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Natural gas prices plunge as Nord Stream resumes

Natural gas prices pinned a downward trend on Thursday as Russia resumed supplies via the Nord Stream pipeline to Europe.

Accordingly, US NGAS futures plummeted by 3.52% to $7.72 per metric million British thermal unit. This movement came in lower than the previous upsurge of 8.17%.

Similarly, the front-month Dutch TTF contract declined 4.20% at €148.65 per megawatt-hour. The level came in lower from the highs of the last two weeks. Previously, it soared on the European Commission’s warning of a total shutdown of Moscow’s natural gas supplies.

Data from the Nord Stream showed that gas flows reopened after ten days of planned annual maintenance. This report allayed the lingering fears of a permanent cut-off due to the war in Ukraine. It carries natural gas from Russia to northern Germany under the Baltic Sea.

However, the channel capped 40.00% of the usual rate, as had been the case before the maintenance period started. Russian gas monopoly Gazprom also confirmed that it would ship at just under 43.00 million cubic meters a day through the pipeline.

Another bearish factor, the Italian natural gas importer Eni also registered an increase in shipments from Moscow. The report posted 36.00 million cubic meters daily, from the previous 21.00 mcm/d.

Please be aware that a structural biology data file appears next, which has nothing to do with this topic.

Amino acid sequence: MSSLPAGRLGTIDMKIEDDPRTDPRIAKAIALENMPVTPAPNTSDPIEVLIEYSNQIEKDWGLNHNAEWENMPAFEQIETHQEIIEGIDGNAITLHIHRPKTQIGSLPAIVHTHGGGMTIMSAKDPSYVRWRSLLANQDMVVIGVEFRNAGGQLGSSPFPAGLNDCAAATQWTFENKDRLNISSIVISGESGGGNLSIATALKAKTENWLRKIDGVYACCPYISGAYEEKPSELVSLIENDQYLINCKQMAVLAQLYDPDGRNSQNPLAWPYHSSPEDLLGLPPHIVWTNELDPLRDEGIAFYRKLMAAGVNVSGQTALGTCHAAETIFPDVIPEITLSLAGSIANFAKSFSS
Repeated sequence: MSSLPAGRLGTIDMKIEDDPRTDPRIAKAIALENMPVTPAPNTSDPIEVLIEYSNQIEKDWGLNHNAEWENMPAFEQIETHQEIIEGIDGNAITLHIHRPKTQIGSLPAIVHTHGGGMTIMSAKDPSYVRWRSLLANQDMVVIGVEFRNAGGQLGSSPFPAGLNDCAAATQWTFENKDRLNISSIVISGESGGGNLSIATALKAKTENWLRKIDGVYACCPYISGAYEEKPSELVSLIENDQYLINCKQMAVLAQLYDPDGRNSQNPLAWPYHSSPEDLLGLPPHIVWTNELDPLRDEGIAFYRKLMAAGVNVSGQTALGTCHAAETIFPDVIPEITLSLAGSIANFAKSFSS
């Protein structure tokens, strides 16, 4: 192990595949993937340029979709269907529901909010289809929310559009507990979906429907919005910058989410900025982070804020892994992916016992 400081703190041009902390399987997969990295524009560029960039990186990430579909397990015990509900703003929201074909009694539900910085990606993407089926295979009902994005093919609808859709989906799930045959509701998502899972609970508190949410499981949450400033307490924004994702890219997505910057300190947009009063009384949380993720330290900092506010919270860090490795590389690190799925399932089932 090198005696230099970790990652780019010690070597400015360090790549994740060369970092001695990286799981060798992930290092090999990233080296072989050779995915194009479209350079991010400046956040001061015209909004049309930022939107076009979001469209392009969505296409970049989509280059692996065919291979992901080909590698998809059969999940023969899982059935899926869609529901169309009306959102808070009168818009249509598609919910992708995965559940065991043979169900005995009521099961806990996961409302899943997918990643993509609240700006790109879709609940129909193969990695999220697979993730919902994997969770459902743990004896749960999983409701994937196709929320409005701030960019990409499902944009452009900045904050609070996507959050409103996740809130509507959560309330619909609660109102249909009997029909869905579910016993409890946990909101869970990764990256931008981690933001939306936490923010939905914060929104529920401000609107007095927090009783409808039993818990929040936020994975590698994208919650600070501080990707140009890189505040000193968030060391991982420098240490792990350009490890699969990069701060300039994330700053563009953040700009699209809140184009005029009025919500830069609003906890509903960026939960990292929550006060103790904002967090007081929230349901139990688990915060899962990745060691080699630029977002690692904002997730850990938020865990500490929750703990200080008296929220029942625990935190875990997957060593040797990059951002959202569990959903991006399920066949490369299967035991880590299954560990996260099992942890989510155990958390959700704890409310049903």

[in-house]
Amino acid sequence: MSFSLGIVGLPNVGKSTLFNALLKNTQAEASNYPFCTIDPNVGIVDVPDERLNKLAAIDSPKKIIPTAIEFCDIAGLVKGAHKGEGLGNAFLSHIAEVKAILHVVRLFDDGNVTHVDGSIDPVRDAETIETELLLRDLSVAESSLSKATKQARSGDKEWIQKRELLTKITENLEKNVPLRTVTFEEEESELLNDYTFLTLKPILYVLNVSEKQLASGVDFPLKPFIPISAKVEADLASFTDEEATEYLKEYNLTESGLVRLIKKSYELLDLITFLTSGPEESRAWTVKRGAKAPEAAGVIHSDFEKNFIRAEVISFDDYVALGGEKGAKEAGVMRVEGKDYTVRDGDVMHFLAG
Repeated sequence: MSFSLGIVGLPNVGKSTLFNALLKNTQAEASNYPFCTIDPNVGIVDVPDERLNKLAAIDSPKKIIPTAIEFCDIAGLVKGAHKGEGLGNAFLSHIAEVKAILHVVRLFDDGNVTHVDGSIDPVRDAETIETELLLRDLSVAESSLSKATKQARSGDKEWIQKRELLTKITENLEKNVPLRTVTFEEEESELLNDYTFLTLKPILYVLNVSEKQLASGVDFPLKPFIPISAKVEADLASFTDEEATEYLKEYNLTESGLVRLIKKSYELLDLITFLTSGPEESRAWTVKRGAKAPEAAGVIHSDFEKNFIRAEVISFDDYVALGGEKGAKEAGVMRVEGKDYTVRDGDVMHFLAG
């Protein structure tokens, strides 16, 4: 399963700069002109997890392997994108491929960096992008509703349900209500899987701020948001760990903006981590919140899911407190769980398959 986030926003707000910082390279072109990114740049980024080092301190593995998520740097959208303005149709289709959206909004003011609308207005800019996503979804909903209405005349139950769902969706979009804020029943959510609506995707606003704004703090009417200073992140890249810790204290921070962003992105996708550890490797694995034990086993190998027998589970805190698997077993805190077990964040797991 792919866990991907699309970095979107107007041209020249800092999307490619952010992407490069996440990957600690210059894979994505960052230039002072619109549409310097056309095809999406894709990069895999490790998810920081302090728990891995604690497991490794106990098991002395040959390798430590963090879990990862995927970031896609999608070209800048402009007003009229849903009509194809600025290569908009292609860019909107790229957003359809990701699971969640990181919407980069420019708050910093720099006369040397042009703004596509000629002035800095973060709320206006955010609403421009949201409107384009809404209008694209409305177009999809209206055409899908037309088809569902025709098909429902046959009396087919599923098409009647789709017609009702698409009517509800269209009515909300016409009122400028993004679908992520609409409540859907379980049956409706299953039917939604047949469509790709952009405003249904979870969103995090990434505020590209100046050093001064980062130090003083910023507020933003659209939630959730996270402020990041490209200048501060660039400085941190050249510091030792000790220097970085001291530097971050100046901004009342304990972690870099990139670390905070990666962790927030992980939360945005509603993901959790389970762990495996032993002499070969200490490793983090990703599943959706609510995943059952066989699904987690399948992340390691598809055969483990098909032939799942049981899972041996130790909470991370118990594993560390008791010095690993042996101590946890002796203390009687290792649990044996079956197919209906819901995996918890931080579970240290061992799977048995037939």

Putin warns dwindling EU natural gas flows

Earlier this week, Russian President Vladimir Putin warned that natural gas supplies could be cut again. He cited that dwindling flows could depend on whether compression equipment would return promptly from maintenance.

Correspondingly, the European Commission confirmed that it will propose plans for a cut in natural gas use across the bloc. This announcement came in an effort to avert a supply crisis this winter.

Meanwhile, the improvement in short-term flows coincides with a more sinister turn of events in eastern Europe.

Still, Russia has denied Western accusations of using its energy supplies as a tool of coercion. The country even emphasized that it has been a reliable energy supplier. Moscow remains the world’s largest natural gas exporter.

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